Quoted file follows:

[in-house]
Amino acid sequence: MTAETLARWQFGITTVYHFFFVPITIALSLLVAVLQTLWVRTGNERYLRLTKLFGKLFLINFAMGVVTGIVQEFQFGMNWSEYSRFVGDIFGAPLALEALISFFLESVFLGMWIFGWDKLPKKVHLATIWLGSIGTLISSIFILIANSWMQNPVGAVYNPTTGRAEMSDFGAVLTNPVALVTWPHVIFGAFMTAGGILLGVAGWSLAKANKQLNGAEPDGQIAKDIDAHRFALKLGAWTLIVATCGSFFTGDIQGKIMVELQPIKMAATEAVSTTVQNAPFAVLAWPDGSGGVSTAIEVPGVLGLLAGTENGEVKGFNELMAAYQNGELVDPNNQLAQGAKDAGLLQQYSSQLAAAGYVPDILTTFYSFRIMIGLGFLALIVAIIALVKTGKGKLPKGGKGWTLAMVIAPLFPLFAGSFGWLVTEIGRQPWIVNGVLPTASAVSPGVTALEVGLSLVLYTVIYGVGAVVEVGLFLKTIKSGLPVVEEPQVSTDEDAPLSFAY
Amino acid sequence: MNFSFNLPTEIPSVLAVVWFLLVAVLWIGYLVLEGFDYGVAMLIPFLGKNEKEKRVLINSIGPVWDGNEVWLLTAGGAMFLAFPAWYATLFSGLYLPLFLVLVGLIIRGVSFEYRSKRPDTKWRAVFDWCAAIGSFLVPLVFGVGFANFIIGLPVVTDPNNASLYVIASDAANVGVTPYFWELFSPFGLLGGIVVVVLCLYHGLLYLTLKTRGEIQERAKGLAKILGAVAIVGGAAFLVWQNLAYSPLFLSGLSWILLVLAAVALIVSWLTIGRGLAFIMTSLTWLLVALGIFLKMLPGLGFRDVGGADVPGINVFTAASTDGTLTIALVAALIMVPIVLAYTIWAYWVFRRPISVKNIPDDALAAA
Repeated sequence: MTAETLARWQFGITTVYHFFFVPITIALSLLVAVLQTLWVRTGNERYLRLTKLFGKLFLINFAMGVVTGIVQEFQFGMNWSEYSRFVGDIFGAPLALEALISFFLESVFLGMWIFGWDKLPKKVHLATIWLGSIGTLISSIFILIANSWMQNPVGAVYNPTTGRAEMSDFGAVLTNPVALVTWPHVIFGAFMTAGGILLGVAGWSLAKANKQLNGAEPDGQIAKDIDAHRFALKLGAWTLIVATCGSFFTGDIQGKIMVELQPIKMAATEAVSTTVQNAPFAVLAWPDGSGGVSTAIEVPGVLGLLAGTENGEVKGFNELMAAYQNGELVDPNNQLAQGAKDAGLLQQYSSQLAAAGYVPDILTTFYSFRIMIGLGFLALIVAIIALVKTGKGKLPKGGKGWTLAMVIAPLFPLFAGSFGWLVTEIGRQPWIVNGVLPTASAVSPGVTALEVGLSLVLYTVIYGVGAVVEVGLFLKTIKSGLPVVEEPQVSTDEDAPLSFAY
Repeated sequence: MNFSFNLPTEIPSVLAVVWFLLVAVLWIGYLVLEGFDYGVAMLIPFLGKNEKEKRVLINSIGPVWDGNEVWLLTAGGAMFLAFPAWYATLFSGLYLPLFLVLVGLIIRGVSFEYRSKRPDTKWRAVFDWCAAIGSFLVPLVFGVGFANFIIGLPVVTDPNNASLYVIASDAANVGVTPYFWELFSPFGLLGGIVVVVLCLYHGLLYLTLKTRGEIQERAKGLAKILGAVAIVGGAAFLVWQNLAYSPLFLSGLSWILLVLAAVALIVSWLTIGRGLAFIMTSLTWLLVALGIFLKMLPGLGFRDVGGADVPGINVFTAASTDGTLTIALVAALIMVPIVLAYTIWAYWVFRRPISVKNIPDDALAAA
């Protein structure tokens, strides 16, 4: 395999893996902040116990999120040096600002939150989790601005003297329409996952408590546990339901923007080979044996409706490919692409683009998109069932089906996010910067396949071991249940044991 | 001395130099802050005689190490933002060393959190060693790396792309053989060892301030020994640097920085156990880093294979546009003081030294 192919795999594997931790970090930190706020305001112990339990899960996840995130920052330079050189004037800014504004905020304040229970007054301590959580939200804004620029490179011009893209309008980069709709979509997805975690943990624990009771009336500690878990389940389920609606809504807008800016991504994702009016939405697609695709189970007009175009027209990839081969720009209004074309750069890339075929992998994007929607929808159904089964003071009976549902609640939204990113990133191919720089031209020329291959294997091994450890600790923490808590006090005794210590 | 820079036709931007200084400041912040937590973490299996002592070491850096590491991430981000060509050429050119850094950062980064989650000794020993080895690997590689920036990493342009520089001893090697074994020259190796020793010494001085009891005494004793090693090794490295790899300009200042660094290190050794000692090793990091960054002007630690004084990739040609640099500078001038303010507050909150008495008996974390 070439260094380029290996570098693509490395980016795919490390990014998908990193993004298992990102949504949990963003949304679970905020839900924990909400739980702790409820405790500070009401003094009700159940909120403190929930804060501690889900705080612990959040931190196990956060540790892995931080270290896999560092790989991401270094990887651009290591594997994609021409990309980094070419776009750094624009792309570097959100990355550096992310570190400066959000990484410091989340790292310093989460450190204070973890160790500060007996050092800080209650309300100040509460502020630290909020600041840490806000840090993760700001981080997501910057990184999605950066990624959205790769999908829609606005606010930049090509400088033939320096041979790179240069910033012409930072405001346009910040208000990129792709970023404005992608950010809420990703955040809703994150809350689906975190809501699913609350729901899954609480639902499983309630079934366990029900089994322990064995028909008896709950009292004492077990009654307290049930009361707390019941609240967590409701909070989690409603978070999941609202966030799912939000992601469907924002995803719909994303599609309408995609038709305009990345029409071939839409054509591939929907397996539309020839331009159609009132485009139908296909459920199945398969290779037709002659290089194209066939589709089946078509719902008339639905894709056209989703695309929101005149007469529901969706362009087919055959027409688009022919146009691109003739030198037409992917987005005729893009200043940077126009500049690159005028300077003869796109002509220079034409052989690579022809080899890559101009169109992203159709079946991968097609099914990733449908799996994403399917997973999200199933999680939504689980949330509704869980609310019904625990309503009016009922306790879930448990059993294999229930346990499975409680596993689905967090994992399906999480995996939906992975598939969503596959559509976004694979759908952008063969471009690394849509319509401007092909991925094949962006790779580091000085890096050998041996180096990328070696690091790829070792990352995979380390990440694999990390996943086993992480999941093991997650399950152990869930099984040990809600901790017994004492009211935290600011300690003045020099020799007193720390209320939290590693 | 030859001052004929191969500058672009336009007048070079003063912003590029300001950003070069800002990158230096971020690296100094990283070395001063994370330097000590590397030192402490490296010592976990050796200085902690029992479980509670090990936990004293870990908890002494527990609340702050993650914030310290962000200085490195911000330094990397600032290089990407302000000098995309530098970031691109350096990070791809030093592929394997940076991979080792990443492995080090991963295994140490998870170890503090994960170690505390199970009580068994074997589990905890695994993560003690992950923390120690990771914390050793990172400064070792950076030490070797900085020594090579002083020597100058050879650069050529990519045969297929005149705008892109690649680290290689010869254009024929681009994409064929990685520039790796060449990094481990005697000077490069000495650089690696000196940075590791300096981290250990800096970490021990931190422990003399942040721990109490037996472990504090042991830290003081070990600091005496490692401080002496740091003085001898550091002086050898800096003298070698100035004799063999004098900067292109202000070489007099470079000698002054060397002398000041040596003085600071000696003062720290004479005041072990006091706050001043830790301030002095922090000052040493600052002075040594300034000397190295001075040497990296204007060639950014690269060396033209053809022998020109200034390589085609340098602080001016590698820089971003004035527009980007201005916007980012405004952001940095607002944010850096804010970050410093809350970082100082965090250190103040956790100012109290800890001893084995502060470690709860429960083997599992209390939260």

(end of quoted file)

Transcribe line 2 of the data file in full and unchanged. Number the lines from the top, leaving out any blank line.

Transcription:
Amino acid sequence: MTAETLARWQFGITTVYHFFFVPITIALSLLVAVLQTLWVRTGNERYLRLTKLFGKLFLINFAMGVVTGIVQEFQFGMNWSEYSRFVGDIFGAPLALEALISFFLESVFLGMWIFGWDKLPKKVHLATIWLGSIGTLISSIFILIANSWMQNPVGAVYNPTTGRAEMSDFGAVLTNPVALVTWPHVIFGAFMTAGGILLGVAGWSLAKANKQLNGAEPDGQIAKDIDAHRFALKLGAWTLIVATCGSFFTGDIQGKIMVELQPIKMAATEAVSTTVQNAPFAVLAWPDGSGGVSTAIEVPGVLGLLAGTENGEVKGFNELMAAYQNGELVDPNNQLAQGAKDAGLLQQYSSQLAAAGYVPDILTTFYSFRIMIGLGFLALIVAIIALVKTGKGKLPKGGKGWTLAMVIAPLFPLFAGSFGWLVTEIGRQPWIVNGVLPTASAVSPGVTALEVGLSLVLYTVIYGVGAVVEVGLFLKTIKSGLPVVEEPQVSTDEDAPLSFAY